hts Mr. Massey may have upon that subject, we do not profess to know.
The general understanding upon the subject has always been as follows:
After the capture of Cornwallis, the English abandoned all hope of re-conquering the colonies, and withdrew all their troops from the country into the seaport towns.
A change of ministry soon followed, and with that change a different system altogether.
It was now determined to acknowledge the independence of America, and as the first step, Sir Guy Carlton, whose humane conduct as Governor of Canada, had made him popular with the Americans, was appointed to succeed Sir Henry Clinton as Commander-in-Chief.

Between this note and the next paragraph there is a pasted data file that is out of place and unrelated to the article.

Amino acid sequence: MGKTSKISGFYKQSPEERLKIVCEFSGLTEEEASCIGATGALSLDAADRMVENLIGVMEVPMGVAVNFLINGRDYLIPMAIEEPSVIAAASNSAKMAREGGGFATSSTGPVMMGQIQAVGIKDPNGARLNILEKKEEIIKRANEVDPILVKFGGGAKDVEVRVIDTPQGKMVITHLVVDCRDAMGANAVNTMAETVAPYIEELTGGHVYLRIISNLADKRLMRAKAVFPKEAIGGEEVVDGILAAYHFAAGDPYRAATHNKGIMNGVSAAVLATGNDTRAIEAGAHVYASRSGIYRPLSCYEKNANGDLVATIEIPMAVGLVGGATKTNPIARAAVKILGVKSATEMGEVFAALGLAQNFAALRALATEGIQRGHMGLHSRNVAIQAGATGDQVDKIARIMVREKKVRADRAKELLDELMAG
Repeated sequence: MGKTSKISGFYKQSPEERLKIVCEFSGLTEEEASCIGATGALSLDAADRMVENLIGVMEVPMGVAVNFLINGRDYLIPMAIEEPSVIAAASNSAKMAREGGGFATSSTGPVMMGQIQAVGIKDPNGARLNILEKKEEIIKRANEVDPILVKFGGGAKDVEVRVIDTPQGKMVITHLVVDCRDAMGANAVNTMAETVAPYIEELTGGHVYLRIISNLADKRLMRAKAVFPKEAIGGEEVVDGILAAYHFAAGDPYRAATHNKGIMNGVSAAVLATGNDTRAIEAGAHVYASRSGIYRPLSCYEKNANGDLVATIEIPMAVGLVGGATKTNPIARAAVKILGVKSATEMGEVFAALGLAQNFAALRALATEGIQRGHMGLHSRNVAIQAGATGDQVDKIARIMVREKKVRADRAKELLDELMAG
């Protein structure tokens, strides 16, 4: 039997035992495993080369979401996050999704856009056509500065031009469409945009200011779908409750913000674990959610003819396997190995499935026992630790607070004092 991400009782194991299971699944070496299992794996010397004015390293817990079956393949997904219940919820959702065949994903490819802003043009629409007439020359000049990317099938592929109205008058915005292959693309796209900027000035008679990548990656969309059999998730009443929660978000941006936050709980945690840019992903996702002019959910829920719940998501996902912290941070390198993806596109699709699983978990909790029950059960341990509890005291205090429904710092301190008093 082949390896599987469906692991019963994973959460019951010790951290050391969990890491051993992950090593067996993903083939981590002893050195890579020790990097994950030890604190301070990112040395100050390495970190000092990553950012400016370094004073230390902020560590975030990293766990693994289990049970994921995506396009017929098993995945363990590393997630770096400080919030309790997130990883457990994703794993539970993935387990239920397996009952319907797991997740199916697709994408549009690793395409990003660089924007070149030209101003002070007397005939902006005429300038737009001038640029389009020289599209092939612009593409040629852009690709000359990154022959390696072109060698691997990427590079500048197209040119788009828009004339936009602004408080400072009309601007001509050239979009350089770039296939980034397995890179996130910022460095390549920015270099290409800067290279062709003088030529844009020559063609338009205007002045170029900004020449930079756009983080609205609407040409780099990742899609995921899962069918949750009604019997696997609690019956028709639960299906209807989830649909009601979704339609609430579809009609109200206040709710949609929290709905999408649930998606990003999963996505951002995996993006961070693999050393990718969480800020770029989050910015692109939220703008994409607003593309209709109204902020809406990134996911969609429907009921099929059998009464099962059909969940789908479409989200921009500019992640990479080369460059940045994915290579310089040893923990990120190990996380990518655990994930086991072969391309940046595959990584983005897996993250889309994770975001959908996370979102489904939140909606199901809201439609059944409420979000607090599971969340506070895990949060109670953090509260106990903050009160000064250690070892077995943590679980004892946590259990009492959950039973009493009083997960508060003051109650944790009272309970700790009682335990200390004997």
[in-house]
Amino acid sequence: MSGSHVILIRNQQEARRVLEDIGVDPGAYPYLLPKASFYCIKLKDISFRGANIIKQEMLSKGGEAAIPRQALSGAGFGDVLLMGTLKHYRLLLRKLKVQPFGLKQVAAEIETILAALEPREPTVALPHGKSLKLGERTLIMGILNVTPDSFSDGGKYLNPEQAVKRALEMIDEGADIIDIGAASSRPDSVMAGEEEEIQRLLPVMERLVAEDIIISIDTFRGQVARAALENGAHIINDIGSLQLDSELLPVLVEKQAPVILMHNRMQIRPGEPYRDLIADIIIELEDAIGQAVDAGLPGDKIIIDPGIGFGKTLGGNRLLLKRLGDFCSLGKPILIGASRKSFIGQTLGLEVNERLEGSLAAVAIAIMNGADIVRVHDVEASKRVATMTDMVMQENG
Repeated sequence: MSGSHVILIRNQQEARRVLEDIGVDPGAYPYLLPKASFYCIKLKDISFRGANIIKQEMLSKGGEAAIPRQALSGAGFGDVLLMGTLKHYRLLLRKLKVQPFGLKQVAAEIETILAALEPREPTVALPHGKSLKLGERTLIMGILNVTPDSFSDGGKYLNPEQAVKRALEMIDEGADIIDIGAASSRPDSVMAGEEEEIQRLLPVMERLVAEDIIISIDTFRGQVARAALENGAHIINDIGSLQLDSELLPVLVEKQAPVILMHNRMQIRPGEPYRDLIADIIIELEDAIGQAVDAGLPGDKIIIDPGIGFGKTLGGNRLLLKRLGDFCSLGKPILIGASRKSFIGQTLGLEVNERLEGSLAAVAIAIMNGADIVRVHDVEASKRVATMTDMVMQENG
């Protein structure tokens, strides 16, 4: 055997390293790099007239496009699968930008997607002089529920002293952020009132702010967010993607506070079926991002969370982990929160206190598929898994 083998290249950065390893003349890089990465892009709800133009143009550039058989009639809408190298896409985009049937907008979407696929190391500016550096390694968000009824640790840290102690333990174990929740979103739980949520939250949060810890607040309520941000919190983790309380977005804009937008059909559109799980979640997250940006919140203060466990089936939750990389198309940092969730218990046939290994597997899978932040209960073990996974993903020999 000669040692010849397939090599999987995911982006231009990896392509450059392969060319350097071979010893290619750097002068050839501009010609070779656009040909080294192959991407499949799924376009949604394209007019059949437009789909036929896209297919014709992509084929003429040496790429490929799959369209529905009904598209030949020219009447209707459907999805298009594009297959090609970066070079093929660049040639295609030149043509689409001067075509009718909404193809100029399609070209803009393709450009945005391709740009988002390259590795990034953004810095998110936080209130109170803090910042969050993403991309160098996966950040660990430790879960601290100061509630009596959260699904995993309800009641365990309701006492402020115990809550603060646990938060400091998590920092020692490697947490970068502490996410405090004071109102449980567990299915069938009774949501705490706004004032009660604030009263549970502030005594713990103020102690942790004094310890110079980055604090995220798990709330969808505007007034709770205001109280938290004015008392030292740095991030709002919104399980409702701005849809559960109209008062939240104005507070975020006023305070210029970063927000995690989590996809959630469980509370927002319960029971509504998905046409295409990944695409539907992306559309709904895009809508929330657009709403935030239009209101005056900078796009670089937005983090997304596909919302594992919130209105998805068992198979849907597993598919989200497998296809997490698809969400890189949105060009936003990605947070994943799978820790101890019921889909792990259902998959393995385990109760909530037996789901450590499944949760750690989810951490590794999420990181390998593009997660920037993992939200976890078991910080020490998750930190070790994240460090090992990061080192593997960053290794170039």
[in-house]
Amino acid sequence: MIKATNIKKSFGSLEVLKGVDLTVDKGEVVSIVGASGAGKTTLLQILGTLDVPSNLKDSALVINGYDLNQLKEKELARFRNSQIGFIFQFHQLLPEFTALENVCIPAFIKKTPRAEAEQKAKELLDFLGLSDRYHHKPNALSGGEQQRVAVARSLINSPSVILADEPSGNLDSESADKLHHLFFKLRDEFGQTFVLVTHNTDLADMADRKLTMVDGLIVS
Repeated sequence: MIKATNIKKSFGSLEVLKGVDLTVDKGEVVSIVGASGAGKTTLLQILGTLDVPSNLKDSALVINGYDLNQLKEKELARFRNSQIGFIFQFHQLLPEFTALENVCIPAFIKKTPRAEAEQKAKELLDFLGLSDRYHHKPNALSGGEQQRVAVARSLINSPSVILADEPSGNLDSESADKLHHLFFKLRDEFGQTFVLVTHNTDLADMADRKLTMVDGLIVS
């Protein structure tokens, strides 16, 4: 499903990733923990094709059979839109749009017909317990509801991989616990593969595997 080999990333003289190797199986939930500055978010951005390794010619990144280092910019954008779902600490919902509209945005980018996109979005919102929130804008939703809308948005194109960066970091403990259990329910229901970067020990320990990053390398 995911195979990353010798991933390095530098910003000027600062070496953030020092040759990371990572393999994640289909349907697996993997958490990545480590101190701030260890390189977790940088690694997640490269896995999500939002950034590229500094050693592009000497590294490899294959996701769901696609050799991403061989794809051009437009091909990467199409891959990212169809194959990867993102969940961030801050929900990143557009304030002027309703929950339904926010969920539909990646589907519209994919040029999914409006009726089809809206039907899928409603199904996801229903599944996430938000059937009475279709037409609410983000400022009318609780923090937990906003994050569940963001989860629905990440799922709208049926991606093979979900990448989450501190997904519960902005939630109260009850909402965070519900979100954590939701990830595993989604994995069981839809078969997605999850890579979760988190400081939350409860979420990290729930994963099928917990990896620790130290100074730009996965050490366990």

This officer immediately set to work to dissolve the coalition against Great Britain, by endeavoring to entice the Americans from it. Similar attempts had been made upon Holland, but without success.
The British government wished to have a clear field with France and Spain alone for enemies.
Carleton did not succeed any better with t